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By breaking apart the city in this way, Civilization 6 will put a much greater emphasis on urban development – turning city building into a layout puzzle game, and adding extra complexity to sieges and city capture.
3. Unit stacking (sort of) returns in Civilization 6
One of Civilization 5’s big developments was to remove unit stacking. Before this, you could put as many units as you liked on a single tile, which turned warfare into a game of sheer might over strategy. With Civilization 6, Firaxis is keeping the one-unit-per-tile rule in place for military units, but will allow players to stack civilian units such as Workers or Settlers.
Interestingly, this will also include support units such as siege towers and anti-tank guns, which should cut down on the fiddly necessity of finding space for equipment that troops on a different tile would logically use.
4. Workers in Civilization 6 have limited uses
In previous Civilization games, Workers could essentially live as units throughout the entirety of history – every so often donning a different uniform to fit with the times. In Civilization 6 the Workers are now called Builders, and only have a certain number of building charges before they vanish. They will also build things instantly, instead of taking turns to work.
According to a hands-on from IGN, Firaxis wants to avoid players forgetting what their units are doing, and move away from automated improvements.
5. Government systems in Civilization 6 are more flexible than before
One thing regularly cited as a limitation in Civilization 5 was the inflexibility of government directions. Pour too much into one social policy and it becomes very difficult to shift into a different policy tree later on, but spread your choices too thin and you end up master of nothing.
In Civilization 6, this system has been replaced. Now the player can research civics – parallel to the standard tech research tree – and unlock various “cards” that can be slotted into military, diplomatic and economic slots. The civics cards grant bonuses, such as a +5% attack boost or greater production speeds, and can be swapped every time you unlock a new one. You can also pay gold to swap them at will.
6. Research in Civilization 6 will involve mini quests
In previous Civilization games, research would tick along in the background, sped up or slowed down by the number of resources you had dedicated to it. With Civilization 6, Firaxis is planning to assign specific activities that, when completed, will give big bonuses to certain technology paths.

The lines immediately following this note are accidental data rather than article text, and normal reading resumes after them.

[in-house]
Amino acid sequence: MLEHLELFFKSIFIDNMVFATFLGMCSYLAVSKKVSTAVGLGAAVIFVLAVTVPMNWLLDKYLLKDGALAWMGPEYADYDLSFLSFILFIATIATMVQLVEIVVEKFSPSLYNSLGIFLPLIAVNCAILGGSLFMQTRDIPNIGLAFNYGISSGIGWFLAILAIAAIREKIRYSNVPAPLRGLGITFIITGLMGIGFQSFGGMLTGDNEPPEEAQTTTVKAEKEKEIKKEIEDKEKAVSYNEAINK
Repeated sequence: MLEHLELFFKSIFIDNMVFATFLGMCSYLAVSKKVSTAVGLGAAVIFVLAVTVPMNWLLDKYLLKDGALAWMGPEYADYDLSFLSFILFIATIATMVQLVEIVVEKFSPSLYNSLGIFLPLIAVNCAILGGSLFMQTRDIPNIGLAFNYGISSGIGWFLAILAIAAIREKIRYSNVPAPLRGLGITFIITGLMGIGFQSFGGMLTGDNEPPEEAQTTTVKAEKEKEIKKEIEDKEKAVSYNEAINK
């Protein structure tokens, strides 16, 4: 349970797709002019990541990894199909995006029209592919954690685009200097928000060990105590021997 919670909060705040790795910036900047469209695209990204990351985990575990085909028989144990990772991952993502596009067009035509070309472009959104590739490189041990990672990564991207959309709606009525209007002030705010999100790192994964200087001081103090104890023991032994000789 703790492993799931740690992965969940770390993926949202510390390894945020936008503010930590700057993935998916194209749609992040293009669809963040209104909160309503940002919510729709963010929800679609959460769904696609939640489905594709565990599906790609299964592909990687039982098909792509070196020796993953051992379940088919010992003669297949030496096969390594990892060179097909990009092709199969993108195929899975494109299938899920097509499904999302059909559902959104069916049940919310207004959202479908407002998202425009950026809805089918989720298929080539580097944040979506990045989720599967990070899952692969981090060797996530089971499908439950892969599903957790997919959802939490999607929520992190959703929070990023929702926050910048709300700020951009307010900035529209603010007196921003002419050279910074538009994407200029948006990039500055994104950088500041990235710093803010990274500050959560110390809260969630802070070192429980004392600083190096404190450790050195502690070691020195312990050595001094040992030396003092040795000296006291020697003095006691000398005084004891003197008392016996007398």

“So what we’ve done is, for pretty much every technology in the tech tree, we’ve associated a specific activity that’s sort of like a quest,” lead designer Ed Beach told TIME. “And if you finish that activity, boom, we give you a big credit, about 50% of the science that you need to unlock that particular technology is granted to you.”
In theory, this system should make technology research more emergent. Instead of pre-deciding on a research path, players will find themselves unlocking one by playing the game in a certain way.
7. AI leaders in Civilization 6 have historical agendas
Firaxis has allegedly rewritten the AI from the ground up for Civilization 6, and an important part of this involved writing in different agendas for different leaders. The idea is that the diplomacy portion of the game becomes more dynamic, with the player feeling like they’re negotiating with different personalities instead of copy-and-paste AI players.
Part of the agendas given to leaders will be based on their real-life counterparts’ historical traits, but others will be randomly assigned at the beginning of the game. You’ll be able to uncover aspects of their personality through espionage.
8. Civilization 6 probably won’t have a theme song as good as this, from Civilization 4
That said, the composer of Civilization 4’s theme tune is returning for Civilization 6…so we may very well get a theme to compete with Baba Yetu. (Update: The new song is called Sogno Di Volare, which is Italian for ‘the dream of flight’)